SAN ANTONIO — Jason Kidd has reached an agreement to become the next coach of the Nets, according to a league source.
Kidd has the framework in place for a three-year deal and could be introduced at a news conference at the Nets’ facility within the next few days, possibly as early as Friday. It’s a remarkably rapid ascension for Kidd, who just retired last week after 19 seasons in the NBA.
The Nets tabbed Kidd, 40, despite his lack of coaching experience, opting to go with the future Hall of Famer over Pacers associate head coach Brian Shaw. Kidd met with general manager Billy King on Monday and impressed him enough that he emerged as the front-runner.
Shaw had a lengthy interview with King on Wednesday, and although it reportedly went well, it wasn’t enough to keep the Nets from turning to the guy who almost single-handedly changed the franchise’s losing culture when he arrived in New Jersey in 2001.
Kidd is expected to assemble a staff with veteran assistant coaches, something that’s necessary to aid him in this sudden transition from player to coach.
The Nets had been searching for a replacement since King cut P.J. Carlesimo loose May 5, the day after the Bulls ended their season with a Game 7 first-round playoff victory in Brooklyn. Even when he took over on an interim basis for Avery Johnson on Dec. 27, when Johnson was ousted weeks after winning the league’s Eastern Conference coach of the month award in November, Carlesimo was never seen as the long-term solution.
Nets owner Mikhail Prokhorov has stated his belief the Nets will win a championship by 2015, putting more pressure on Kidd to get the job done.
Magic Johnson, who had a brief 17-game coaching stint with the Lakers in 1994, said he thinks Kidd will be a good coach and that he’d hire him in a minute. However, he admitted Kidd is going to need some help from others.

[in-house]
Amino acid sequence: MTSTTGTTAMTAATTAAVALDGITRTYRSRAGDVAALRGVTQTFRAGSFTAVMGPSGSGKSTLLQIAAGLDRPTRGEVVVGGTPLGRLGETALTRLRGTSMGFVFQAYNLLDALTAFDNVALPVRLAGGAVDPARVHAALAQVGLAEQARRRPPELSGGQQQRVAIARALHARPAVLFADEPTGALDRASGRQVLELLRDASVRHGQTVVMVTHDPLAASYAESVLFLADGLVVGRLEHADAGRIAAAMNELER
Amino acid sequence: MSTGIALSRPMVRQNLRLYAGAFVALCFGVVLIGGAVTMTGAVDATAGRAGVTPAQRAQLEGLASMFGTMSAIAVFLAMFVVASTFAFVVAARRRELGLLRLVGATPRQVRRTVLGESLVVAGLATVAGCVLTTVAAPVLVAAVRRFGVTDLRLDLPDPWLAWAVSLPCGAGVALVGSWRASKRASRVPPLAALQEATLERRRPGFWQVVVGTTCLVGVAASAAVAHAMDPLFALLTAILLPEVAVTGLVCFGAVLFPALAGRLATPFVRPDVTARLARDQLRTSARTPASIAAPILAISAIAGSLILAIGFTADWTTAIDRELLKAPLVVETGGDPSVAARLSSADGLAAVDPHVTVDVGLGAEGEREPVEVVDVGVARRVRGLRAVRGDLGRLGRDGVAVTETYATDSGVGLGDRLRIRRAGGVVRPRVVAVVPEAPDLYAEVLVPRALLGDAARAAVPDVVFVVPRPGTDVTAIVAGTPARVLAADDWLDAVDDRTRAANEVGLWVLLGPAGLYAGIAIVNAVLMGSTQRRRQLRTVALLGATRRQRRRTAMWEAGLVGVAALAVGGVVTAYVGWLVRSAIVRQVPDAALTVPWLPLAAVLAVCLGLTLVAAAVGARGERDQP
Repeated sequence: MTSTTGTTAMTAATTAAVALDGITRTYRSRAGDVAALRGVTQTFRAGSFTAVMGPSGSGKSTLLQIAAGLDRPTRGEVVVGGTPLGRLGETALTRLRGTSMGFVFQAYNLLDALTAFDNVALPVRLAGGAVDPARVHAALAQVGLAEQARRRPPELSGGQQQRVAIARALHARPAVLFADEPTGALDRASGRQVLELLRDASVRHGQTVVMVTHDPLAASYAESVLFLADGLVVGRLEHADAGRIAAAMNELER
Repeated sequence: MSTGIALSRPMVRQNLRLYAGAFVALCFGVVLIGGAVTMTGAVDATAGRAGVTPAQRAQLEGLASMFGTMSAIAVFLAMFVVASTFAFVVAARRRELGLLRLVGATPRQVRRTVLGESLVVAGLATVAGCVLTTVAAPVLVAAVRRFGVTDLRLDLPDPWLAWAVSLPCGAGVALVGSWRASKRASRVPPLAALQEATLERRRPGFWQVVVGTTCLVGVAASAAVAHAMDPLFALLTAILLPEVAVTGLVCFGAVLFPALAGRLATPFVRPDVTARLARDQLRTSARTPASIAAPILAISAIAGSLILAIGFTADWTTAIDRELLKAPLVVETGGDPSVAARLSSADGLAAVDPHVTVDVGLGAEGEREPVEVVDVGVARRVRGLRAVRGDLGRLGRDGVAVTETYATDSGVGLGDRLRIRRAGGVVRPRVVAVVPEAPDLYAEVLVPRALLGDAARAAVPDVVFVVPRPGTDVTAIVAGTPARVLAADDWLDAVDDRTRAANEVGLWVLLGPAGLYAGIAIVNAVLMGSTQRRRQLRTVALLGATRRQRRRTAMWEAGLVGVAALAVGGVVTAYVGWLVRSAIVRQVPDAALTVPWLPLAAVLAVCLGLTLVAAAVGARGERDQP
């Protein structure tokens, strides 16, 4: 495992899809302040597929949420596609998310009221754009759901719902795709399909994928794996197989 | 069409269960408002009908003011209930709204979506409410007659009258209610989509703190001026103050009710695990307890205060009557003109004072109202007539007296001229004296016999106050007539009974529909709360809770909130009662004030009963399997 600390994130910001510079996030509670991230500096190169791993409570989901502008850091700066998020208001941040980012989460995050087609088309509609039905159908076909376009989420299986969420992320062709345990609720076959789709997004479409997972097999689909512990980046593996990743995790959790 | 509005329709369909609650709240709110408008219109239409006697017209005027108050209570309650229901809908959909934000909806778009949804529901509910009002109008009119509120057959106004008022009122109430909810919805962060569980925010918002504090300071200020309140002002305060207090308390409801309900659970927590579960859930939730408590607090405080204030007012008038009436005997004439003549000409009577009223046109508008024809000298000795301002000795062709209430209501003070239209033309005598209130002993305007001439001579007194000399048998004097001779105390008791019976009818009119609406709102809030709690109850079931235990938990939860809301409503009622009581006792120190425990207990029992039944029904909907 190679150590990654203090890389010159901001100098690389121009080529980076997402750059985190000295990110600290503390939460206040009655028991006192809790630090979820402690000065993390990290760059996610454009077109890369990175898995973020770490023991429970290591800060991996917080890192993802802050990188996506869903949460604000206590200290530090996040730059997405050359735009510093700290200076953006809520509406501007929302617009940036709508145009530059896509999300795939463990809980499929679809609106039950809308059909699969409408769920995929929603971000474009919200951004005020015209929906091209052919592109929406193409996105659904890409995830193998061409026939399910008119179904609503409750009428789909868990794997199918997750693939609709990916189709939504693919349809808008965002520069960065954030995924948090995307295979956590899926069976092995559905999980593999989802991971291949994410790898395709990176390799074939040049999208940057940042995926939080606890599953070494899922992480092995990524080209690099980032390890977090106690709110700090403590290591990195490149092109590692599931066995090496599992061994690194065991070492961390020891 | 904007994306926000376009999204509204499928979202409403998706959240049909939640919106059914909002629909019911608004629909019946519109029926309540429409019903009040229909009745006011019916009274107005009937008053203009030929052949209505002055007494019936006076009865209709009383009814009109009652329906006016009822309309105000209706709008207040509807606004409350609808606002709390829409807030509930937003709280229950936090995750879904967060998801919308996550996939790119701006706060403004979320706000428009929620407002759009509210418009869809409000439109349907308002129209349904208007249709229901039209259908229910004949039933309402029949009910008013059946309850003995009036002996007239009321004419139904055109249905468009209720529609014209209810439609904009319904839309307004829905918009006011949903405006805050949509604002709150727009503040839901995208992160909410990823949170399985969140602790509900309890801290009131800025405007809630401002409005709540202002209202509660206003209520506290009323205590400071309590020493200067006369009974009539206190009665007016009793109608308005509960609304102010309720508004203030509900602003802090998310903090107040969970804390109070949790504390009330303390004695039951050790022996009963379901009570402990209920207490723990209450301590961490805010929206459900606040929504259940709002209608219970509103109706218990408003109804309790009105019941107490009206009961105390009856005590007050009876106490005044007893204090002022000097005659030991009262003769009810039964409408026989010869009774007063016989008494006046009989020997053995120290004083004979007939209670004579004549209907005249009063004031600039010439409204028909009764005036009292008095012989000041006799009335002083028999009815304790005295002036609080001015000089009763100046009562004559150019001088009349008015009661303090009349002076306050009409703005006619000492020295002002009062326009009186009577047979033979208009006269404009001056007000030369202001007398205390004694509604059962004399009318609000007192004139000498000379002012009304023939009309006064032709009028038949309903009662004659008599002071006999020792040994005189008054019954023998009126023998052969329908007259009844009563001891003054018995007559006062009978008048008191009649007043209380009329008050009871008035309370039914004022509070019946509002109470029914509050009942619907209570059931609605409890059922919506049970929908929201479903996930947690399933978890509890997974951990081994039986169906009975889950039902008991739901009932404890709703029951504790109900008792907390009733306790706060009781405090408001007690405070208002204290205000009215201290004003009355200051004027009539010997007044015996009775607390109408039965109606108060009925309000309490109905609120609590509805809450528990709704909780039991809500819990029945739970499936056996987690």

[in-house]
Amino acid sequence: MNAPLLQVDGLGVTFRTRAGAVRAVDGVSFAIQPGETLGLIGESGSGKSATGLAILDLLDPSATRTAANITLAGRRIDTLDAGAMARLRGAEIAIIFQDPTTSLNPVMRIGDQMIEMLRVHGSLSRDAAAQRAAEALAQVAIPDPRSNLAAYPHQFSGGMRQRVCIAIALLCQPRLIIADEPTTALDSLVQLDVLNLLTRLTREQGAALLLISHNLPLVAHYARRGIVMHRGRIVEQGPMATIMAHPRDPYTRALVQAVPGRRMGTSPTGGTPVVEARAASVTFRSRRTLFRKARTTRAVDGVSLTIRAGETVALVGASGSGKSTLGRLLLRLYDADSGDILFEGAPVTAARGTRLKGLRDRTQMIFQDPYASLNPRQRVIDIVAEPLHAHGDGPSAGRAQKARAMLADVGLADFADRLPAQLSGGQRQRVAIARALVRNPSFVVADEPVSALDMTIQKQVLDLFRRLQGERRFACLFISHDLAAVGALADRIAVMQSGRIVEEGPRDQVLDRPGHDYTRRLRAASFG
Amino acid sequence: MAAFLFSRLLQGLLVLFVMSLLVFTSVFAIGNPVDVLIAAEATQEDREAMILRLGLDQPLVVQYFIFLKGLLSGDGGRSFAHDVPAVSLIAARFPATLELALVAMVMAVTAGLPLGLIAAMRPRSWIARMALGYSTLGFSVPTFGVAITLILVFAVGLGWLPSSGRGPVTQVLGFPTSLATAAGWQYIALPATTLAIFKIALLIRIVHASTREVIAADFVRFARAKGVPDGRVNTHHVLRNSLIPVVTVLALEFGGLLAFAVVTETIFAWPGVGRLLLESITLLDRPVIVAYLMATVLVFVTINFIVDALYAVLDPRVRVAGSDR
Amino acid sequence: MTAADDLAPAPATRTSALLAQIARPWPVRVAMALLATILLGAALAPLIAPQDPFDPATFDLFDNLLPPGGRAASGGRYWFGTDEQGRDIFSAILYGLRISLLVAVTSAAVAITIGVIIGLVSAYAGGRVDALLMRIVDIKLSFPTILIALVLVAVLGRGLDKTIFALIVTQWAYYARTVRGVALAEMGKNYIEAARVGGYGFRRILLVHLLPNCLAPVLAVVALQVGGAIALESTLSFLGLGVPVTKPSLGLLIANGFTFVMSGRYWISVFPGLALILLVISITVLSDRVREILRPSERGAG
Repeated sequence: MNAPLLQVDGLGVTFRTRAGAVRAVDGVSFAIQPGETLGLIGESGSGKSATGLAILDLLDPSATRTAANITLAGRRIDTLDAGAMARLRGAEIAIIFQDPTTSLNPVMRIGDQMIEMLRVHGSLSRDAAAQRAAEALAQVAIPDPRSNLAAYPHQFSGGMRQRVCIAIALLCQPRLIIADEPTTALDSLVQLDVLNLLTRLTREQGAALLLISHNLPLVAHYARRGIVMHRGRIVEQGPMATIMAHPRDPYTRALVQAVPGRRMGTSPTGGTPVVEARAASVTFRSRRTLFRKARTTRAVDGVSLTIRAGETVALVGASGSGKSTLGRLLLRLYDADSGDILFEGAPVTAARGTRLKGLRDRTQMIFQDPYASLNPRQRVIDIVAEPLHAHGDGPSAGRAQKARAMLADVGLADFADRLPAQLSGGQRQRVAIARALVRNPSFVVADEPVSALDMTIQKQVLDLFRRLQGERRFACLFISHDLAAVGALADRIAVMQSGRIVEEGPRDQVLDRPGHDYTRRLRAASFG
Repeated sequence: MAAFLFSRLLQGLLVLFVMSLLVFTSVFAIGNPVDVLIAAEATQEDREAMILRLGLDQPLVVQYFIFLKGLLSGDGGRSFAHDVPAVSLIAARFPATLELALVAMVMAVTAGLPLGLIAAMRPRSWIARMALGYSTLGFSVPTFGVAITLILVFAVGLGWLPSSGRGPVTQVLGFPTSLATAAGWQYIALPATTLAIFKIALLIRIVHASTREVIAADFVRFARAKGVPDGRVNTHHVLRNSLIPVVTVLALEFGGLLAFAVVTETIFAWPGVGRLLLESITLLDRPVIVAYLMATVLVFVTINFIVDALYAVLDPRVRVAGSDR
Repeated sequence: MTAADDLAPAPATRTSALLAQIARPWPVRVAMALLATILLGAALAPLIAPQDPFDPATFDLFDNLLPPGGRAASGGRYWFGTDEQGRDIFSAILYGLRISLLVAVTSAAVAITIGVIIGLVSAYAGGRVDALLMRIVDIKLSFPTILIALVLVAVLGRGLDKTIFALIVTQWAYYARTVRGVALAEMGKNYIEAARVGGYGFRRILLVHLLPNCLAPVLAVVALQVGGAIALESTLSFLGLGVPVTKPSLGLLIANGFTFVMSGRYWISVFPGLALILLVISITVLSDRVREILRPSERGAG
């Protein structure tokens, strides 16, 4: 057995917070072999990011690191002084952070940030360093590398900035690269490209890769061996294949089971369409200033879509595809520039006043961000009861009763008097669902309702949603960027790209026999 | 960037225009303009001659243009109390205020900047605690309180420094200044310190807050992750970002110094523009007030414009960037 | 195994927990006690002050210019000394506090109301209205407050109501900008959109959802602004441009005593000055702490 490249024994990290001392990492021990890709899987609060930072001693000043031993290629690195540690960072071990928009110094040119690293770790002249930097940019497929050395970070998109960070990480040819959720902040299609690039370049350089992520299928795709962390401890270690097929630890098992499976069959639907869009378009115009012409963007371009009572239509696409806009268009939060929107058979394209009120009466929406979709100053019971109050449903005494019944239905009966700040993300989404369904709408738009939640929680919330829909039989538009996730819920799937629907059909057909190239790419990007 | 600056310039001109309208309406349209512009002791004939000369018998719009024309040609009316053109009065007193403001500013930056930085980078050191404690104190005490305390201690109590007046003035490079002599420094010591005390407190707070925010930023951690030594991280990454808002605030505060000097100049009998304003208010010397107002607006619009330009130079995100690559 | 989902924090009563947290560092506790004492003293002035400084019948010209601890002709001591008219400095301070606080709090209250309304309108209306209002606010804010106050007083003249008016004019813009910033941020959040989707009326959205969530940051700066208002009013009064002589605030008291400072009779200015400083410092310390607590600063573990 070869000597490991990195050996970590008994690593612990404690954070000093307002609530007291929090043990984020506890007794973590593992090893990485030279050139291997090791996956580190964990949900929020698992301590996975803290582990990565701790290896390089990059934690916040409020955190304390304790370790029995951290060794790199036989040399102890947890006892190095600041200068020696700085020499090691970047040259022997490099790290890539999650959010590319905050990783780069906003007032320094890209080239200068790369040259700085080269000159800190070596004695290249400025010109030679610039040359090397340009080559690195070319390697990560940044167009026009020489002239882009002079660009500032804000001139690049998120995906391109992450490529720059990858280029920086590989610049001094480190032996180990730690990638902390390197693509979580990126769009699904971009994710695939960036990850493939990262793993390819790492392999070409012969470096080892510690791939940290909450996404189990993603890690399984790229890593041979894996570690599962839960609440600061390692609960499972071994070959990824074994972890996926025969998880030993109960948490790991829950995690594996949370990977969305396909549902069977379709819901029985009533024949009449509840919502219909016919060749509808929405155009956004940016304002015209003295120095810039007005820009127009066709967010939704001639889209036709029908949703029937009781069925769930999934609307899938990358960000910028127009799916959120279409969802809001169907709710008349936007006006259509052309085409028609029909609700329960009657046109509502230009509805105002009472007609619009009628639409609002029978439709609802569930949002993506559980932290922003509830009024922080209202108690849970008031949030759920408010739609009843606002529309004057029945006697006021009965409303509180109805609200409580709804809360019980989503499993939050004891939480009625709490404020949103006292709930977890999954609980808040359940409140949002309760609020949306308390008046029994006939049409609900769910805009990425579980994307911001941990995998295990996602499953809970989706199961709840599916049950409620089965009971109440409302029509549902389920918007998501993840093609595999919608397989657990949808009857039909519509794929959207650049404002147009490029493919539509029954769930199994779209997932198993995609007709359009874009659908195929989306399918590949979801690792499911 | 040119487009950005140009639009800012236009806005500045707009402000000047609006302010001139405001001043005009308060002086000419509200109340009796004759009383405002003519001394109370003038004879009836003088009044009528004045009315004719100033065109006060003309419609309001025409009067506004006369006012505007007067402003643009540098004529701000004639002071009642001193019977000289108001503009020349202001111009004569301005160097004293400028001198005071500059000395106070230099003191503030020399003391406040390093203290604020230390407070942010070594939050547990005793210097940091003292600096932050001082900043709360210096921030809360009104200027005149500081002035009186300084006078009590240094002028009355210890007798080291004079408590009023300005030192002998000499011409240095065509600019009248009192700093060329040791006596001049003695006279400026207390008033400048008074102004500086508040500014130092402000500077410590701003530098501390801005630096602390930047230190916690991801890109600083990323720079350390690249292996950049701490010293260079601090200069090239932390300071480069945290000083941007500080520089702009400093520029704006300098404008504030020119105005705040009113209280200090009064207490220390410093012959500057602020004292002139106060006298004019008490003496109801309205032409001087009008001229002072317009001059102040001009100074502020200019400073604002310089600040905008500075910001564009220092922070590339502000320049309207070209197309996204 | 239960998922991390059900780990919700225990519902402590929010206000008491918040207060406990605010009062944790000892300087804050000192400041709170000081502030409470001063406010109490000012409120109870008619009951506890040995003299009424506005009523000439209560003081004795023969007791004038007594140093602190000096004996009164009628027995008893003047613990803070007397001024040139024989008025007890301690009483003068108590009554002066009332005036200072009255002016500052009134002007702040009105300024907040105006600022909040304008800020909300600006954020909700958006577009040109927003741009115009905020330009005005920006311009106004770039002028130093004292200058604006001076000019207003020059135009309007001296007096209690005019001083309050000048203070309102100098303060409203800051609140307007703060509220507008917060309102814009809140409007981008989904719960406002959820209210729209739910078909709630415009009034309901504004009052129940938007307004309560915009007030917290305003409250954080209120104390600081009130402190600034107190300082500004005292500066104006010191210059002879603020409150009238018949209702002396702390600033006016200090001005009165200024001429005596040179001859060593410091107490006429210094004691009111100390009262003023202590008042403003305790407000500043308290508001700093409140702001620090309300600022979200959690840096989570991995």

“(Kidd has) to make sure he gets great assistants, probably former coaches who are going to help him, because game planning is also tough because he hasn’t been doing that,” Johnson, now an analyst for ABC/ESPN, said Wednesday. “Just to come up with the game plan both on offense and defense, he’d need some top-notch assistants to help him with that. Player-wise, he’ll handle that. Respect-wise, he can get that from Day 1 because he’s been a winner, he’s been a Hall of Famer, and in the locker room he’ll know how to deal with egos because he’s been in those locker rooms.
“But the biggest challenge will be the game plan, day-to-day and making sure that he doesn’t judge guys or expect guys to be like him.”
Johnson said that latter issue was an obstacle he had to overcome in his short time roaming courtside for the Lakers. He fell into that line of thinking he was playing, and it took a member of his staff to essentially tell him to knock it off.
“The biggest thing he’s got to understand is I used to holler at Nick Van Exel,” Johnson said. “He was our point guard, and I used to yell at him, ‘He’s open! He’s open! He’s open!’ About the third time, Michael Cooper pulled me aside and said, ‘He can’t see like you. You can’t holler at him that he’s open because you can see it, but he can’t see it.’ I’m saying, ‘Why? He’s open!’ He’s got to understand that guys are not going to be able to play like him, or be dedicated like he was or want to be great like he did.
“That will be his biggest challenge.”